First Impressions, Prejudgments, and Stereotypes

I have thought for a long while that first impressions are often wrong, prejudging people is bad, and stereotypes are inaccurate. I’m also very good at making prejudgments and stereotyping on the basis of first impressions. Hypocritical? Yes. Avoidable? Not so much.
We had a very interesting activity today in my communication class. Each student was given a list of possible characteristics or experiences of our classmates (Who do you think attends a professional play or opera several times a year? Who looks like they have run a marathon? Who looks like they know how to plant potatoes?) and a sticky note with a number on it. We then spread out against the perimeter of the room and stuck our numbers above our heads. At that point, we looked around the room at our classmates and wrote their number next to the characteristic they each looked like they might fit. It’s a large class, and most of us do not know each other, so these judgments were based solely off of looks and surface-level impressions.
When all of us had finished the exercise, our teacher named a characteristic from the list and asked several students what number they had written down. If a number was repeated several times, our teacher would stop, ask who had the number that had been repeated, and if the characteristic fit them. Many people came to the same conclusions, but few students were actually characterized by anything their classmates judged them to be like.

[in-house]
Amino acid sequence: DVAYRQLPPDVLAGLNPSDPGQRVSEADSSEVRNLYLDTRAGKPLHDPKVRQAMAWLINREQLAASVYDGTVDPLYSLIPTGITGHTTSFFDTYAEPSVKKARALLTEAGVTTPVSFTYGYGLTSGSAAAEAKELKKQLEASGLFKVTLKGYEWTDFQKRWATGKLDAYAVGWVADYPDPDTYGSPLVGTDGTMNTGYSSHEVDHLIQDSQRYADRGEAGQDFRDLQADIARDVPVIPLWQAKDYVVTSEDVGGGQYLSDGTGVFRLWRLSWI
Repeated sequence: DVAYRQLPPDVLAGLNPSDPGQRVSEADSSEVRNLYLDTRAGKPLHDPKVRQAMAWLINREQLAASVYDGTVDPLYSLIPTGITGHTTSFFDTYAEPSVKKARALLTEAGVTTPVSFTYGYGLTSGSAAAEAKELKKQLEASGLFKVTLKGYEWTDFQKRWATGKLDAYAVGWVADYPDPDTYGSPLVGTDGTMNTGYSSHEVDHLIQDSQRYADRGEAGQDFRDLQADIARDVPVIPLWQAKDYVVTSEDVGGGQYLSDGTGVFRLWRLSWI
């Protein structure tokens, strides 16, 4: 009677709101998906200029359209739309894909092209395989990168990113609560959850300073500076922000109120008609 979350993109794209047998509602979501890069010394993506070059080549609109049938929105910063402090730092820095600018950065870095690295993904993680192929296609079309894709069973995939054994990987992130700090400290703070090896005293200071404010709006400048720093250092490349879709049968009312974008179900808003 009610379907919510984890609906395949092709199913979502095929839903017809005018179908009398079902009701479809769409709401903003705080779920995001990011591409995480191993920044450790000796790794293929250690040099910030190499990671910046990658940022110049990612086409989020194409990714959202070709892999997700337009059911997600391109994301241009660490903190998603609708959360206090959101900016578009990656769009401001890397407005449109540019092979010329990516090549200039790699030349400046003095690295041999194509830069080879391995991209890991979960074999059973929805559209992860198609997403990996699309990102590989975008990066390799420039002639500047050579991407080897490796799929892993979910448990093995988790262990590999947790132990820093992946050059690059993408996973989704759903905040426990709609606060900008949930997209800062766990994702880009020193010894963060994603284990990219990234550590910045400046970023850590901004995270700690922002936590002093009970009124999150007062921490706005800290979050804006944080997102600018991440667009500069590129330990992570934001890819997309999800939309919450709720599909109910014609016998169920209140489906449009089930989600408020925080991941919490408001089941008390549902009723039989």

The point of this exercise was to show that good communicators cannot make hasty judgments or go by stereotypes because we often misjudge people based on a first impression. We cannot be sympathetic or active listeners to someone about whom we have already made conclusions. Instead, we become biased. Everything a person says is interpreted based on our prejudgment if we allow that to control how we think about an individual.
I’m not saying that first impressions aren’t important. The fact is, while first impressions and prejudgments can be replaced, they are unavoidable. We will always make prejudgments and hold to stereotypes because it is human nature to do so. However, first impressions are not everything. How many times have you changed your opinion of someone simply because you found that your original impression of them was wrong? It has happened to me on multiple occasions.
I was especially struck by how important this concept is to a Christian when it comes to witnessing. How many times have you decided against sharing the gospel because someone didn’t look like they would respond well?
I’m speaking to myself as much as to anyone else. We tend to base so much off of appearance, body language, and general first impressions, but we are commanded to share the gospel with every creature. Whether that person is going to respond to the Word or not is the Holy Spirit’s call, not ours.

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